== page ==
6) You've mentioned you have made children's books. Have you wanted to become a children's book illustrator? And can you also explain how you made your hand-made activity book?
I've thought about becoming a children's book illustrator for a little while, and I've made the illustrations for a children's book out there too, but found it too stressful. I'm not exactly knowledgeable as to how it actually works, so I might have to look into it a little more. The style of illustrations in children's books that I love, and what I grew up to, was to have extremely rich-detailed illustrations, where I could literally spend hours staring and studying one illustration just to see all the details in it, or any hidden images that the artist might have incorporated into the piece. I love that style of illustrations, I guess because I'm an artist. It almost pains me to see some children's books with minimal illustrations, or just something so plain and simple. It makes me feel that, if I were a child, I would look at it and say "that's nice" and turn the page, without really giving it much thought.
Making children's books on my own is a little less stressful for me, because I can work at my own pace, yet still set decent deadlines for myself. It reminds me so much of when I was a kid and I made those picture books for my parents.
As for my hand-made activity book, it's a "paint-with-water" book, which was something I grew up with when I was a kid - the only difference is that the books I had when I was a kid, had predetermined colour marks on the sheets, so you didn't really have much of a choice then to colour Barbie's hair yellow, because it was marked with yellow watercolour ink, or to colour a car red, because it was marked with red watercolour ink.
With mine, which features baby animals, each page has a paint palette on each sheet, and the palette is made with non-toxic watercolours. This way, kids can decide what colours they would like to colour their horse, or their tiger, or whatever. They can let their imagination go! How I made the book, which is actually a pad, was that I drew the illustrations on cardstock, fixed them up in the computer and added little boxes on the bottom of the page for where the paint would be. I had them professionally printed, but besides from that, I did everything on my own: collated the pages, perforated the palette, added the watercolours to each page, bound them into a pad and added a chuckboard backing for stability, packaged them and even added a little paintbrush for the kids. I made the palettes perforated so that once kids were done with their painting, they could tear off the palette and then their parents can display their art on the fridge. Or they could mix-and-match the palettes to whatever picture they want, so they're not limited to using just that palette for that particular drawing. I love encouraging kids to using their imagination and creativeness.
7) Any advice for beginning artists?
In this day and age, it may seem like computers and technology and IT stuff is the thing to get into, and many things that art-inspired are being pushed to the side, demolished, or even taken advantage of. Don't let this get you down. No matter how much the world may seem more business and technology-oriented, it will always need art, and most likely can not live without it. Art is everywhere, even if you're not aware of it. The cartoon character on your cereal box, the latest model of car, the design of the latest Beanie Baby, how your mother's curio cabinet looks like, your cousin's wedding cake, the billboard off of the interstate, the contractor who's remodeling your kitchen, the person who's making the custom frame for your family portrait, the designers and programmers making the latest Facebook game, the design on your bedspread... And that's just scratching the surface right there. The tools may have changed throughout time, but art is and always will be present. We can't live without it. If you're absolutely sure that you want to do something in art, then keep many options open - that way, if it doesn't work out one way, then maybe it'll work out another way.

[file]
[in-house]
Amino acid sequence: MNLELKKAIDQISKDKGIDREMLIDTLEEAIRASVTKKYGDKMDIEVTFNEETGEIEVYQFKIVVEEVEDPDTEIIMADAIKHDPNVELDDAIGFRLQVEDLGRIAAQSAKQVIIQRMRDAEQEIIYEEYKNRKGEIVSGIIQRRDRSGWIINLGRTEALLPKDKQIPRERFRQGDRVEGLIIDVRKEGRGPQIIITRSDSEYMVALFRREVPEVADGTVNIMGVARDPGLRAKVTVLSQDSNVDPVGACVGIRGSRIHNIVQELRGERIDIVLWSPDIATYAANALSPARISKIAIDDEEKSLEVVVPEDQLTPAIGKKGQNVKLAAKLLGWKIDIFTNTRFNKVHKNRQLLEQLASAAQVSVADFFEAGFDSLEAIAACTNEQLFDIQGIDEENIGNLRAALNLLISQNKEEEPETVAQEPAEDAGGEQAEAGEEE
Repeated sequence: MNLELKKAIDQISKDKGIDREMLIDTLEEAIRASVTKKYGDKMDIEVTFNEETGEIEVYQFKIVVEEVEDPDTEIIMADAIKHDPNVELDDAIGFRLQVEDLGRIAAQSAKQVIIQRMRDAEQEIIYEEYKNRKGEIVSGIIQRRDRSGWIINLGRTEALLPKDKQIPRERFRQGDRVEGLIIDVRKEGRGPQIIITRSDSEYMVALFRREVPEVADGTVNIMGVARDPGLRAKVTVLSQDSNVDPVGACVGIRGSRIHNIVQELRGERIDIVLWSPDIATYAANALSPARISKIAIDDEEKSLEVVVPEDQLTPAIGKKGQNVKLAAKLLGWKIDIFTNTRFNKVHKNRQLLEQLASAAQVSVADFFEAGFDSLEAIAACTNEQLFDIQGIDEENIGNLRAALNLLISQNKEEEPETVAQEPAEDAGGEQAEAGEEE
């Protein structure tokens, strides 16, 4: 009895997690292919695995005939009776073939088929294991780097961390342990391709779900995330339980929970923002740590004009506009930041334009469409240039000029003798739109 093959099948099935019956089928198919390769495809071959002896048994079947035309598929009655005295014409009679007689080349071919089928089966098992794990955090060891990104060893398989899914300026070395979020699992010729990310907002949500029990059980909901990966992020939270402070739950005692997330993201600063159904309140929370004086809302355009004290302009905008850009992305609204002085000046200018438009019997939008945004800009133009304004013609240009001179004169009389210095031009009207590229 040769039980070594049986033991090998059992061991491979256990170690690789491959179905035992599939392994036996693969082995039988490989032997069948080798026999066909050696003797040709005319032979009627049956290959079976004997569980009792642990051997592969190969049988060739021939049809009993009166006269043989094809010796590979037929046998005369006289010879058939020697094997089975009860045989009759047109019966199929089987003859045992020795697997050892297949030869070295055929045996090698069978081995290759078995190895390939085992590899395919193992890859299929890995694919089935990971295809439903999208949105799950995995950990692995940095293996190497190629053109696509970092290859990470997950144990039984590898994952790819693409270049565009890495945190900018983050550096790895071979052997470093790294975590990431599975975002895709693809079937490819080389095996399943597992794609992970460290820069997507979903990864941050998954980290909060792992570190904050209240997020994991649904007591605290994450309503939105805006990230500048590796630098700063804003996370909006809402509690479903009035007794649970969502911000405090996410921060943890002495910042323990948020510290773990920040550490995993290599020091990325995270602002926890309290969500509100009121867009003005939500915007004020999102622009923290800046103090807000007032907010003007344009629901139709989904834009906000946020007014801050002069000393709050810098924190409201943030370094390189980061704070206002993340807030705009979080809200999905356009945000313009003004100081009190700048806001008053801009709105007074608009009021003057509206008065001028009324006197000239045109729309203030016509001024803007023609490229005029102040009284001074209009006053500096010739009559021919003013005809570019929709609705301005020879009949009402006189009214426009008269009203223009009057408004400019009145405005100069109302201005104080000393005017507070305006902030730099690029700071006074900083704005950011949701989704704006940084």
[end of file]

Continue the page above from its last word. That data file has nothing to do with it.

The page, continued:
And also, practice. No one can become a DiVinci when they pick up a pencil for the first time, it takes lots of practice, all the time. It's taken me years to where I am now, and while I like where my level of art is right now, I know I'll need to work harder and practice more if I want to become better. And lastly, take constructive critiques to heart, and use them to better your work. Ignore the kind of critiques like "Well, this is awful, you should quit while you're ahead!" or "Why are you even doing this?" Instead, listen to critiques such as "I really like how this looks, but his arm looks a little off - if you move it down just a little bit, and maybe even look at yourself in the mirror, or get someone to pose for you as a reference, I think you can really pull it off! Keep it up!", those are the kinds of critiques you should learn from, because people are not only encouraging you to do better, but also pointing out what needs fixing, and how to fix it, so that you can become even better.
Lastly, don't let people take advantage of your artistic skills. There seems to be too much of that going around these days. Artists/craftspeople make their stuff just like everyone else has a job. Some people may think that by painting a picture, or drawing an illustration, that it's kid's work and should be so easy, that they either want to pay the artist peanuts for what they do, or offer a contest in hopes of getting art done cheaper than what they could actually pay an artist for. Be smart about your craft, learn how much your materials cost, your time, labour and efforts, and charge your work accordingly. When first starting out, you could probably get away with charging less then what other artists are offering. But as you get better and more confident in your work, don't be afraid to charge accordingly, and don't let your guard down if potential customers start to complain about your prices, never cave in and practically give something away because you feel sorry for them. As a professional artist, you not only need to take your job and craft seriously, but also let others know that you take this seriously and wish to be treated with respect like any other job out there. Always handle things in a professional manner, do your homework about how to handle yourself as a professional artist, ask other artists how they do things, and so on.
Feathers & Fur: An Activity Colouring Book Featuring Gryphons
Paint With Water
Her Personal Website
Lisa Cotton's dA Art Site
And her Elfwood Art site